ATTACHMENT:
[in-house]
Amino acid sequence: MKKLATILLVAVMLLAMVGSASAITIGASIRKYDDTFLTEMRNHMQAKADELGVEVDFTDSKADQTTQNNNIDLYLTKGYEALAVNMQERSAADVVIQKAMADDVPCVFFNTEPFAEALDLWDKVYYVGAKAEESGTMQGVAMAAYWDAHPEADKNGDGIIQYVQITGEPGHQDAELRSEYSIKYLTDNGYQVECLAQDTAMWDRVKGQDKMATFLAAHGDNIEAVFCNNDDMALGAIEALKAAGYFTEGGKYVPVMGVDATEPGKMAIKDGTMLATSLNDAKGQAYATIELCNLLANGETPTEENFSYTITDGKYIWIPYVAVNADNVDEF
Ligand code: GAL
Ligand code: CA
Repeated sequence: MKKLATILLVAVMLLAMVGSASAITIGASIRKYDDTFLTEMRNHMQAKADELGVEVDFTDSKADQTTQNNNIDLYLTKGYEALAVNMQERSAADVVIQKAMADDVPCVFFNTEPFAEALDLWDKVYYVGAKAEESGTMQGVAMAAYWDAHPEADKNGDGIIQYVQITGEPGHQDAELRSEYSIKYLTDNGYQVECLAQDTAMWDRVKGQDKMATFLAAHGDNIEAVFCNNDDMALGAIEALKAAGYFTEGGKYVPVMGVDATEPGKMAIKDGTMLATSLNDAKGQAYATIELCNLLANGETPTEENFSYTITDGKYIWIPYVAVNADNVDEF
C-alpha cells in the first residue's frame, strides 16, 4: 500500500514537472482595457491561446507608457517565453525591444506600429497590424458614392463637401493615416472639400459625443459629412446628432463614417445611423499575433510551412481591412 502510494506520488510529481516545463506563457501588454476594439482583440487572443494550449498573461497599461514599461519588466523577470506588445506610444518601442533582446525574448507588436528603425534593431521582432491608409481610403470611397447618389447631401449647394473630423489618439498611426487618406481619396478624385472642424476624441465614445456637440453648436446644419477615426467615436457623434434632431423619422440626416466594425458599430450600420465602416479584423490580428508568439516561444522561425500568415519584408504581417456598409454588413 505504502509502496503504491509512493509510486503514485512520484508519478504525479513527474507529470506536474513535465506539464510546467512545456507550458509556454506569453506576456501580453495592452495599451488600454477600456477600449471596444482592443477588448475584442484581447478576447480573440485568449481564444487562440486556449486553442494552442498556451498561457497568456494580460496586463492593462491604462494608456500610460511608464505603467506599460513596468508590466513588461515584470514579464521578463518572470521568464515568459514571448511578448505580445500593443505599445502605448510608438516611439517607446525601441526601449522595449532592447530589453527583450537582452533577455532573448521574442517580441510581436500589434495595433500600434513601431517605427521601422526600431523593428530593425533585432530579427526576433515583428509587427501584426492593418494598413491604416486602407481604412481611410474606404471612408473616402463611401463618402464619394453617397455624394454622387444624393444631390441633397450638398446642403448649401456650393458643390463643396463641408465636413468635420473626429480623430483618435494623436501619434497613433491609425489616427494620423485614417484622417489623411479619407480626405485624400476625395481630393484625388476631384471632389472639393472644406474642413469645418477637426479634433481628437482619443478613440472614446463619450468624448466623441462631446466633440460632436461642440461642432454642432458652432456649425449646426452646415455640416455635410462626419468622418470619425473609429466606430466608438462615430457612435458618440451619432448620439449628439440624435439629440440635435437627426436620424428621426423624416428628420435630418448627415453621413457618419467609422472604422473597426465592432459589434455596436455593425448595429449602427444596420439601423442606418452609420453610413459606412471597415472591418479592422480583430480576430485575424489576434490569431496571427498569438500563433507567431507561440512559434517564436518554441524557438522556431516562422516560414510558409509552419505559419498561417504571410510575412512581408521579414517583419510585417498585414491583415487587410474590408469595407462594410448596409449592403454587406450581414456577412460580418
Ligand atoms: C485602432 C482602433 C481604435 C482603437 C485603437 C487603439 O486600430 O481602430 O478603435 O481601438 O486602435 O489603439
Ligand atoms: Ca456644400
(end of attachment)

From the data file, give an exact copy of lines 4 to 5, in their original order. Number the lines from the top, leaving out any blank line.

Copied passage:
Ligand code: CA
Repeated sequence: MKKLATILLVAVMLLAMVGSASAITIGASIRKYDDTFLTEMRNHMQAKADELGVEVDFTDSKADQTTQNNNIDLYLTKGYEALAVNMQERSAADVVIQKAMADDVPCVFFNTEPFAEALDLWDKVYYVGAKAEESGTMQGVAMAAYWDAHPEADKNGDGIIQYVQITGEPGHQDAELRSEYSIKYLTDNGYQVECLAQDTAMWDRVKGQDKMATFLAAHGDNIEAVFCNNDDMALGAIEALKAAGYFTEGGKYVPVMGVDATEPGKMAIKDGTMLATSLNDAKGQAYATIELCNLLANGETPTEENFSYTITDGKYIWIPYVAVNADNVDEF